01 May 2020 | 10.55 am
Interview: Ronan Lundy, Quantcast
Being authentic is an important trait for a business leader
01 May 2020 | 10.55 am
Ronan Lundy tells Conor Morris that it’s important for the sales boss in the organisation to be as accountable as the sales executives
Quantcast operates the world’s largest AI-driven audience behaviour platform that underpins audience insights, targeting and measurement solutions for marketers, agencies, consultancies and publishers. Ronan Lundy is its head of corporate sales EMEA.
What was your first job?
Advertising sales at the Golden Pages. At the time, Golden Pages had a reputation as one of the best sales training organisations in the country, and it was a great place to learn the necessary skills for a successful sales career.
How do you motivate yourself and your team?
I’m a big believer in building high-performance sales teams, and to do so I look to set a clear, ambitious vision and goal that the team can get behind. It’s important to create a culture of accountability, allow for autonomy, and generally remove obstacles for the team. I’m just as accountable to the team as they are to me, and I believe when you genuinely uphold this standard your team will be right behind you.
From your experience, what are the traits common to top performing sales people?
They have very clear metrics against which they measure their personal success, as well as metrics to perform consistently against their goals. I always look for a great attitude and work ethic and somebody who is resilient, as things aren’t always going to go your way.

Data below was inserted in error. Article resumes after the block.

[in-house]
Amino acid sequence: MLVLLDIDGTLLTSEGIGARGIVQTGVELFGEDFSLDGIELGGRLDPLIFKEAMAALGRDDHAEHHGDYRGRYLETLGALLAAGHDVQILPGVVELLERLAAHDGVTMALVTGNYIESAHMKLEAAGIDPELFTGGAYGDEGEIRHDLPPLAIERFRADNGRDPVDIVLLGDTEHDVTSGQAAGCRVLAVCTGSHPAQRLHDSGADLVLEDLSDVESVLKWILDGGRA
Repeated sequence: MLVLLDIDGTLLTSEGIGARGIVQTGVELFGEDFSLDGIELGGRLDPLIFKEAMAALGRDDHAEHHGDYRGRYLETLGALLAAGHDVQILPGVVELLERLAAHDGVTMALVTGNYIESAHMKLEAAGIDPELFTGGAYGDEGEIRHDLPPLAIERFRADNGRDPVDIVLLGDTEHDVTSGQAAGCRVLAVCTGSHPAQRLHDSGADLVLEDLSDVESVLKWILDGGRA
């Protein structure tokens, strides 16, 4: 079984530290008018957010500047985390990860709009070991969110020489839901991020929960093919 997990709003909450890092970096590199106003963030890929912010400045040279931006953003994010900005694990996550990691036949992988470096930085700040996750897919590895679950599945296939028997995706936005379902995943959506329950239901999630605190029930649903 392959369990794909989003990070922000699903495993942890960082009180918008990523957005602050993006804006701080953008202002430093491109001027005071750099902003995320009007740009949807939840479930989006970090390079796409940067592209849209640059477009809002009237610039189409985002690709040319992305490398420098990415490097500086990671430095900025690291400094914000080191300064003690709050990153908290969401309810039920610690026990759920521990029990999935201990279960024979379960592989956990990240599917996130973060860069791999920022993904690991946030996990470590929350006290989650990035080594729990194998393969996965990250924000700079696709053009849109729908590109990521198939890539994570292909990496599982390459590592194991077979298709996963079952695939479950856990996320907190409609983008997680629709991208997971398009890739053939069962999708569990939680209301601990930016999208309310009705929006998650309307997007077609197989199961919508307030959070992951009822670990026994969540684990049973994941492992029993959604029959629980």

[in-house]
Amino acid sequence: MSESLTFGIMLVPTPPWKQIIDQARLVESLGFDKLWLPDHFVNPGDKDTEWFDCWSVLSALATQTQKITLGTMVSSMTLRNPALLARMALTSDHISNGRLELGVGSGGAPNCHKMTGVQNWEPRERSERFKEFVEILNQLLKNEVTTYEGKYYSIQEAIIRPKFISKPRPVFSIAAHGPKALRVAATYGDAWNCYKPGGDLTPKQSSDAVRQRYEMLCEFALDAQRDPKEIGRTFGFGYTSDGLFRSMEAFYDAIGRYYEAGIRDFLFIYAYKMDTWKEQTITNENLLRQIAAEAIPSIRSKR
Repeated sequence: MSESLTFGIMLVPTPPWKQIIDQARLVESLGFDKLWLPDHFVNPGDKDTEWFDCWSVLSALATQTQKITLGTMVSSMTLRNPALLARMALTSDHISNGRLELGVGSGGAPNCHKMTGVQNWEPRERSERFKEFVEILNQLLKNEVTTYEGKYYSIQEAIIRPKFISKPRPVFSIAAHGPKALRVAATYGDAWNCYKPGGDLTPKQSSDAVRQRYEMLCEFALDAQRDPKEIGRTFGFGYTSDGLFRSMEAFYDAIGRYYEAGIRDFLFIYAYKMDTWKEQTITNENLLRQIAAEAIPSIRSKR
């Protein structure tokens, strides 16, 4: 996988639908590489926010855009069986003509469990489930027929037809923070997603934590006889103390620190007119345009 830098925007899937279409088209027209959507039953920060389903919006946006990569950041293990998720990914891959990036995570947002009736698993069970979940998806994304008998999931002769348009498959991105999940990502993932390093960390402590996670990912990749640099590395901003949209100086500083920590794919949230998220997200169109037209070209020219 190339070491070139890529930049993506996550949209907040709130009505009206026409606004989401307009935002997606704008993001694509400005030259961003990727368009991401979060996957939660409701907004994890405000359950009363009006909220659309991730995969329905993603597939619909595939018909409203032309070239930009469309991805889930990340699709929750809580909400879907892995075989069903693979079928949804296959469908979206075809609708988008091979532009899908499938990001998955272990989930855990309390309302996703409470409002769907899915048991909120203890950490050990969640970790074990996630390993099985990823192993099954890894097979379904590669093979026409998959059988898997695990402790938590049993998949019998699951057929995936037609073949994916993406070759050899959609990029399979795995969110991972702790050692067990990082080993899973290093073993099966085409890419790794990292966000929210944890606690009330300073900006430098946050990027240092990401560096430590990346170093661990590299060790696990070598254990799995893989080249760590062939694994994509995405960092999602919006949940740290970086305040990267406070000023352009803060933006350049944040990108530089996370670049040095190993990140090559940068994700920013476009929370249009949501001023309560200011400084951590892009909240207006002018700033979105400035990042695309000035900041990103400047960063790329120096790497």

You have to have the ability to build great relationships with clients by understanding their business and showing a genuine interest in helping them. The easiest business you’ll ever get is from client referrals, and the best sales people I know are great at doing this.
How would your colleagues describe your leadership style?
Great question, and one that I’ve asked my colleagues! A previous manager from my time in Telefonica O2 told me that I’m authentic, and I believe that’s an extremely important trait for any business leader. People hardly ever have a job for life these days, so it’s important to me that people see me as someone they can trust.
What is the best leadership advice you have received?
I was advised early in my career to seek out mentors. No matter how you’re performing in your role, everybody has blind spots. Seeking out mentors that have experiences that complement yours can really help you identify areas of improvement.
What is your favourite business motto?
“Keep it simple.” Working in the tech industry, it’s very easy to over-complicate things, which makes your solution sound difficult to work with. Ultimately we’re all selling solutions that can improve a client’s situation. So keep it simple, show them how your solution can get them to their desired state, and bring them on that journey.
What business leader would you like on your management team for a day?
At the moment I really enjoy listening to Gary Vaynerchuk. He’s very straight talking and I really appreciate his genuine style of leadership. Outside of this, I’m a big Liverpool fan so I would love to get Jurgen Klopp in the room too.
What leadership book would you recommend?
I really enjoyed The Hard Thing About Hard Things by Ben Horowitz. Whether you’re a leader in a new startup, a company with high growth goals, or an entrepreneur, this book gives a great insight into the challenges ahead and solid advice on how to deal with them.
As a senior business leader, why are you a member of The Executive Institute?
I’m a big fan of the institute. The speakers at events are of an excellent calibre and always bring new insights that I can apply to my day-to-day role. They also bring together some very interesting leaders from other businesses, making it a valuable networking platform.
• Conor Morris is Managing Director of the Executive Institute